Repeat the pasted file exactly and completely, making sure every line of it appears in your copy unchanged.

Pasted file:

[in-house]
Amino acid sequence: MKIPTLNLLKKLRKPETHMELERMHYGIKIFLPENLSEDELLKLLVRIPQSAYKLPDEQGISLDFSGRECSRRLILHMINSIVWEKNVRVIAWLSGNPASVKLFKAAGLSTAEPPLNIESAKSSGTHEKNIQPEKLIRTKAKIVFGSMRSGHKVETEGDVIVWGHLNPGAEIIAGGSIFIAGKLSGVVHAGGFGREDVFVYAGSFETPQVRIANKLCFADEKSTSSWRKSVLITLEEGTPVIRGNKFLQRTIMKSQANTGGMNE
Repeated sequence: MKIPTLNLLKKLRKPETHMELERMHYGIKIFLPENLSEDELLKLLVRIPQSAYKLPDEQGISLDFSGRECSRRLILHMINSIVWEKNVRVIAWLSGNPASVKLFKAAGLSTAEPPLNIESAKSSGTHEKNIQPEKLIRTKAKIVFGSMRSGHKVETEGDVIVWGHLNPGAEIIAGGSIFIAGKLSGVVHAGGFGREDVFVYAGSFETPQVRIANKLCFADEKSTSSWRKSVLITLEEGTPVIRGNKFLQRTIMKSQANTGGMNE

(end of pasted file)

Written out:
[in-house]
Amino acid sequence: MKIPTLNLLKKLRKPETHMELERMHYGIKIFLPENLSEDELLKLLVRIPQSAYKLPDEQGISLDFSGRECSRRLILHMINSIVWEKNVRVIAWLSGNPASVKLFKAAGLSTAEPPLNIESAKSSGTHEKNIQPEKLIRTKAKIVFGSMRSGHKVETEGDVIVWGHLNPGAEIIAGGSIFIAGKLSGVVHAGGFGREDVFVYAGSFETPQVRIANKLCFADEKSTSSWRKSVLITLEEGTPVIRGNKFLQRTIMKSQANTGGMNE
Repeated sequence: MKIPTLNLLKKLRKPETHMELERMHYGIKIFLPENLSEDELLKLLVRIPQSAYKLPDEQGISLDFSGRECSRRLILHMINSIVWEKNVRVIAWLSGNPASVKLFKAAGLSTAEPPLNIESAKSSGTHEKNIQPEKLIRTKAKIVFGSMRSGHKVETEGDVIVWGHLNPGAEIIAGGSIFIAGKLSGVVHAGGFGREDVFVYAGSFETPQVRIANKLCFADEKSTSSWRKSVLITLEEGTPVIRGNKFLQRTIMKSQANTGGMNE